Home sellers and buyers are certainly familiar with the notion of “curb appeal”—the visual attractiveness of a house as seen from the street. This typically includes the exterior of the home as well as the landscaping, outdoor sidewalks, and driveway. Stage 1 mimics this concept in many ways. A house hunter’s first view of a home for sale, whether in-person or online, often leads to an immediate decision to explore the inside or flee the house never to return.

2. Information gathering

Assuming the experience in the first stage is decent, individuals begin exploring the environment for resources and possible hazards. Stage 2, information gathering, involves mentally mapping the area for hidden places to harbor oneself, family, and allies. One can also evaluate possible routes for escape in the event of danger. At this stage, people show a preference for hills and pathways that change elevation and wind around, hinting at the potential of something promising around the corner. One study found that people have an affection for mystery and intrigue at this stage (Kaplan, 1992). In sum, great effort is put into risk assessment and resource estimation at this stage.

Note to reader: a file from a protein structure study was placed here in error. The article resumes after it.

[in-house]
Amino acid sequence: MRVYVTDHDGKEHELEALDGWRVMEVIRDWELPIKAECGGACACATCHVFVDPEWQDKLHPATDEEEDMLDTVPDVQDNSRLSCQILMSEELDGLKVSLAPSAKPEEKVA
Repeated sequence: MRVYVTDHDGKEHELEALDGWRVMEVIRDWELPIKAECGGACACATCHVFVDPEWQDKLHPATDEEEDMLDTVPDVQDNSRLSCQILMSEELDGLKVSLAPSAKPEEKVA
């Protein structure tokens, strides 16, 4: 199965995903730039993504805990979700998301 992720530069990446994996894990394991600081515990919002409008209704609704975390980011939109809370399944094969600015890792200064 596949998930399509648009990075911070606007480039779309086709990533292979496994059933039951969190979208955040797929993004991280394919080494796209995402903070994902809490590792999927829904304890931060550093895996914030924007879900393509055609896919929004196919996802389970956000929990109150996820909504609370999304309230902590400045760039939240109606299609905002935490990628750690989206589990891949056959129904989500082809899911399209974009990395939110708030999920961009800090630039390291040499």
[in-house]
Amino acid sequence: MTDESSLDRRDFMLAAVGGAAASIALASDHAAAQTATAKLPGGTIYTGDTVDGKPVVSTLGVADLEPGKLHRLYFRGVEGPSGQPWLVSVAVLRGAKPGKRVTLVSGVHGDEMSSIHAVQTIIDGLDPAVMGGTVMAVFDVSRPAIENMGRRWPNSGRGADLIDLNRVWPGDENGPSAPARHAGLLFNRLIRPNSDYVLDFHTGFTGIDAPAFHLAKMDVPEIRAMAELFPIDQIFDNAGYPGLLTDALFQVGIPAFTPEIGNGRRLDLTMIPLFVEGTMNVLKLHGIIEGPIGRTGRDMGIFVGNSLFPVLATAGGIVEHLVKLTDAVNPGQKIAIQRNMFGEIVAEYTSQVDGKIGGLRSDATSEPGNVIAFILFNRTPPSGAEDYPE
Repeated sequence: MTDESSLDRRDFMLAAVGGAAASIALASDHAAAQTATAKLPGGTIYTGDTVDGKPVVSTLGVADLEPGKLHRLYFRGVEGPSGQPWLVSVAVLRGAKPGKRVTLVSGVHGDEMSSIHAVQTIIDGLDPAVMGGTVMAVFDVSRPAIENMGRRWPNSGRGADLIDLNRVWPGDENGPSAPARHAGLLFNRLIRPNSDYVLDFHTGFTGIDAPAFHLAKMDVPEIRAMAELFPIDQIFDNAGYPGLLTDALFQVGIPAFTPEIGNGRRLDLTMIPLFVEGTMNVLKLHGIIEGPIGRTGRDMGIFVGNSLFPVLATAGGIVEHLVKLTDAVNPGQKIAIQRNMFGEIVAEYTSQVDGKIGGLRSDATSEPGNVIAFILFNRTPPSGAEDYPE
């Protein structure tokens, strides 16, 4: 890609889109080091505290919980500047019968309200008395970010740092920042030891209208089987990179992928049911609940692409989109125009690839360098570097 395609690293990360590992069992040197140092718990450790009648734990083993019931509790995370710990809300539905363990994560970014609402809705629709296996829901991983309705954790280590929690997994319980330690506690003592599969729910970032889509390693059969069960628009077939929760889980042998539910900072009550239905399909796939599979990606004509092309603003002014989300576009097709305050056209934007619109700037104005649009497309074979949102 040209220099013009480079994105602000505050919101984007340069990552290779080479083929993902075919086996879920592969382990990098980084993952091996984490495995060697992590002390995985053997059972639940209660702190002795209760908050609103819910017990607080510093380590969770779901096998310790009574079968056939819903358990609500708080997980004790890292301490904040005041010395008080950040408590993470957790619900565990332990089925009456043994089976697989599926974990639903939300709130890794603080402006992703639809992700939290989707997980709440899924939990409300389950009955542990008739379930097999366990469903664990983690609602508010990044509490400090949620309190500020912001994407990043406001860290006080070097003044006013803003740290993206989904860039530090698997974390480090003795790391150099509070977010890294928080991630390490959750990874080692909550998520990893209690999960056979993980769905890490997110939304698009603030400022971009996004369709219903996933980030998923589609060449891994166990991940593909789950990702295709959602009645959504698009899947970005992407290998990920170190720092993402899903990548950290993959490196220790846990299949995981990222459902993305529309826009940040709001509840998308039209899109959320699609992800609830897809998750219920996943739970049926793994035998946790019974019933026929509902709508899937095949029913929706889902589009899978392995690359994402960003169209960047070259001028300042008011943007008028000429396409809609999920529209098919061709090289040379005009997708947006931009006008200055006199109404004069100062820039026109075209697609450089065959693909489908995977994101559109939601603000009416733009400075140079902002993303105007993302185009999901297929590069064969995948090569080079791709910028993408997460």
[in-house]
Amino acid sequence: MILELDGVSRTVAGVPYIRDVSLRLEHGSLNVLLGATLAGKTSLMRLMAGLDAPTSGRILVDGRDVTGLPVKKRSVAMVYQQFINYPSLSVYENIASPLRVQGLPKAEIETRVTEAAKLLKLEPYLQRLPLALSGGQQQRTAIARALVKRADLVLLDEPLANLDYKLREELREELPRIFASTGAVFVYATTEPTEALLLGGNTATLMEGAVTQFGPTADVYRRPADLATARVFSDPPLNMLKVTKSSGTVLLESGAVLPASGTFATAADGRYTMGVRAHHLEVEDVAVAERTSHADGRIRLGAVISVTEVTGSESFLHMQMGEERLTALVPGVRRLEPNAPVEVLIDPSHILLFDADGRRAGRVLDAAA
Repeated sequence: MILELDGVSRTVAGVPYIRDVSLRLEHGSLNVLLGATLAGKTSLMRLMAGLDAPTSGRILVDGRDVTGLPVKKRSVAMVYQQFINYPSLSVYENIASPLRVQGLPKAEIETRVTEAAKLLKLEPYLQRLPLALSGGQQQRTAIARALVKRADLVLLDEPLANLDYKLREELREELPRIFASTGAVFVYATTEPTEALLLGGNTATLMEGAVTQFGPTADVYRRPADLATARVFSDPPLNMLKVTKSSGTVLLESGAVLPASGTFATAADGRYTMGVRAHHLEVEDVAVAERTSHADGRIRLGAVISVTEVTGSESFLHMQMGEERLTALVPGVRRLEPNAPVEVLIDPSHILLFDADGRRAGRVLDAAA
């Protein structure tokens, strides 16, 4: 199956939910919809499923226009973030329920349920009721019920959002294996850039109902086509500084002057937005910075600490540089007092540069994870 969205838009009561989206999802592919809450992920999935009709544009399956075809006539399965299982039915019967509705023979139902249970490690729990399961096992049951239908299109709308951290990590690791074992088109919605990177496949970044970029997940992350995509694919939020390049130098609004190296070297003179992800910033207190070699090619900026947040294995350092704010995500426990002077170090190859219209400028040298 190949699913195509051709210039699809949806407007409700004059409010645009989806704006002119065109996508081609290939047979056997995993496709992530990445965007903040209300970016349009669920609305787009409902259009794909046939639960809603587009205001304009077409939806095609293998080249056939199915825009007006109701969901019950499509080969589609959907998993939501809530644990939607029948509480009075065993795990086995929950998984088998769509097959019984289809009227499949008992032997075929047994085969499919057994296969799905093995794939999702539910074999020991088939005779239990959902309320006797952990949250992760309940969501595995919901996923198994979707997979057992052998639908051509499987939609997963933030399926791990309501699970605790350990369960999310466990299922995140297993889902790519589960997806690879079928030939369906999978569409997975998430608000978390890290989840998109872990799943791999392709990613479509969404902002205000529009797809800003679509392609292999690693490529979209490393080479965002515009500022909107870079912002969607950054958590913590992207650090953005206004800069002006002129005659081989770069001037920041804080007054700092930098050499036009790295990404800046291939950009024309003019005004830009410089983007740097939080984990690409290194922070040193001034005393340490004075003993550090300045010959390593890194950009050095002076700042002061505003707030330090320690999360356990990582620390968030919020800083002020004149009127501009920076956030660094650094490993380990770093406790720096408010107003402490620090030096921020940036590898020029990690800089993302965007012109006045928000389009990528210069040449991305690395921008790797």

Kristine Lejniece / Pixabay
Source: Kristine Lejniece / Pixabay

A number of studies have documented the benefits of being in the presence of plant life. In fact, just looking at trees might even have a tangible health benefit: Patients who viewed trees outside the window recovered more quickly from hospital stays (Ulrich, 1984). Flowers also appear to have a positive impact on hospital patients. Bringing flowers increases optimism and actually improves the rate of recovery (Watson & Burlingame, 1960).

Most humans have an aversion to photos depicting drought conditions and arid landscapes, preferring instead images of green surroundings (Balling & Falk, 1982). Other data suggest that the addition of trees and vegetation increases positive evaluations of built environments, demonstrating the transformative power of foliage (Ulrich, 1983).

3. Exploitation

The decision of whether to stay or leave is at the heart of stage 3, exploitation. This final stage involves elaborate mental calculations that help to determine if one should stay long enough to enjoy the full bounty of resources available in the habitat. All humans face decisions about how much time and energy to allocate to competing demands. The solutions to these decisions involve trade-offs. A lofty rock ridge brings benefits (e.g., easy observation of competitors below), but they may not outweigh the risk of death that comes from falling. Likewise, a clear and exposed area good for foraging may open the door to predators (Orians & Heerwagen, 1992).